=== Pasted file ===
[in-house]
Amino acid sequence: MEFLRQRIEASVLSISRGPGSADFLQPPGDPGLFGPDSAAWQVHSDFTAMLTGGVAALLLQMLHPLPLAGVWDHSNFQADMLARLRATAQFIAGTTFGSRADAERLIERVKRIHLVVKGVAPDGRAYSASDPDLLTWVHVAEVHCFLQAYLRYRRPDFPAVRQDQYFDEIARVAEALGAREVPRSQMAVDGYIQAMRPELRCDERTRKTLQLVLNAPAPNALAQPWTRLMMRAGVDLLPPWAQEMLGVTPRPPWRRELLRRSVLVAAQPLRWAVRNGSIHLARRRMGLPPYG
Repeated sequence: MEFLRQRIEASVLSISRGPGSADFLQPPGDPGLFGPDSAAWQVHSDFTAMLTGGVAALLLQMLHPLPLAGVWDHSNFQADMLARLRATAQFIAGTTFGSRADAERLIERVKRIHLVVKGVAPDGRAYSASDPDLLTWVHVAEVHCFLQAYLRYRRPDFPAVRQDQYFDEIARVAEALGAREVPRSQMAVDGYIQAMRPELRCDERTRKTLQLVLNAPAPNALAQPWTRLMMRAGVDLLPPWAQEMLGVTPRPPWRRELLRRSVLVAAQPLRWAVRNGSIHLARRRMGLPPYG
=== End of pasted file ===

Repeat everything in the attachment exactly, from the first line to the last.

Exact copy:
[in-house]
Amino acid sequence: MEFLRQRIEASVLSISRGPGSADFLQPPGDPGLFGPDSAAWQVHSDFTAMLTGGVAALLLQMLHPLPLAGVWDHSNFQADMLARLRATAQFIAGTTFGSRADAERLIERVKRIHLVVKGVAPDGRAYSASDPDLLTWVHVAEVHCFLQAYLRYRRPDFPAVRQDQYFDEIARVAEALGAREVPRSQMAVDGYIQAMRPELRCDERTRKTLQLVLNAPAPNALAQPWTRLMMRAGVDLLPPWAQEMLGVTPRPPWRRELLRRSVLVAAQPLRWAVRNGSIHLARRRMGLPPYG
Repeated sequence: MEFLRQRIEASVLSISRGPGSADFLQPPGDPGLFGPDSAAWQVHSDFTAMLTGGVAALLLQMLHPLPLAGVWDHSNFQADMLARLRATAQFIAGTTFGSRADAERLIERVKRIHLVVKGVAPDGRAYSASDPDLLTWVHVAEVHCFLQAYLRYRRPDFPAVRQDQYFDEIARVAEALGAREVPRSQMAVDGYIQAMRPELRCDERTRKTLQLVLNAPAPNALAQPWTRLMMRAGVDLLPPWAQEMLGVTPRPPWRRELLRRSVLVAAQPLRWAVRNGSIHLARRRMGLPPYG